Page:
South Korea's customs agency said Monday that it has uncovered illegal currency transactions valued at more than 1 trillion won (US$933.7 million) taking place through offshore tax havens.
The Korea Customs Service (KCS) launched an investigation into the outflow of wealth through illegal foreign currency transactions in June, in line with the government's stepped-up crackdown on offshore tax evasion and underground economic activities.
Since 2011, the KCS has set its sights on offshore tax evasion attempts by South Korean nationals in 62 regions abroad that have a history of being designated as tax havens by the Organization for Economic Cooperation and Development and other expert groups.
According to an interim report that summarizes what has been achieved from the months-long investigation, the KCS said that it has found 1.01 trillion won worth of illegal foreign currency transactions taking place through those areas, that include the British Virgin Islands.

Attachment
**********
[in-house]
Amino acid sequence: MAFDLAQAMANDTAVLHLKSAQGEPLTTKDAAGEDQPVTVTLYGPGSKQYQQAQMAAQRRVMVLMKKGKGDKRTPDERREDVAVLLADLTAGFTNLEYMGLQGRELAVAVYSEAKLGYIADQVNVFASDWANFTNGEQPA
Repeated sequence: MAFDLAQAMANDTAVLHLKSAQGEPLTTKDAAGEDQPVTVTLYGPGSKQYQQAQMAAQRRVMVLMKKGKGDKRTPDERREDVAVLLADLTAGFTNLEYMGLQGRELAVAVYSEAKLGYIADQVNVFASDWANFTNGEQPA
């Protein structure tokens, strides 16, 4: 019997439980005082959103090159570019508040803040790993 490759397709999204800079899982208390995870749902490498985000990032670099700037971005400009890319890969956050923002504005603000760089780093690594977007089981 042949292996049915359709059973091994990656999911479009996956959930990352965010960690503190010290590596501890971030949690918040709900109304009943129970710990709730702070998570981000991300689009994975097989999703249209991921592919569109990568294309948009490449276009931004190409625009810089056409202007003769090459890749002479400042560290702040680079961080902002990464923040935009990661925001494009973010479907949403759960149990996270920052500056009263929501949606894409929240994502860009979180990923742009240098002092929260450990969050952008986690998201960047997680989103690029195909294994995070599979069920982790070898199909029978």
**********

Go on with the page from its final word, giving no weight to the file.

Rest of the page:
A total of 40 Korean companies were found to have been involved in those transactions.
The methods used by those companies to evade taxes include manipulating prices of products being imported and exported, concealing commission fees, stashing away money they earned from evading tariffs in foreign countries, the report said.
Offshore tax evasion has been drawing keen attention recently since an independent journalist group earlier disclosed a list of people who it claimed have used paper companies in tax havens in order to evade paying due taxes.
Of the companies, the KCS said that it has launched an investigation into 26 firms suspected of engaging in illegal business activities and detected a total of 738.9 billion won worth of foreign currency transactions involving 13 companies.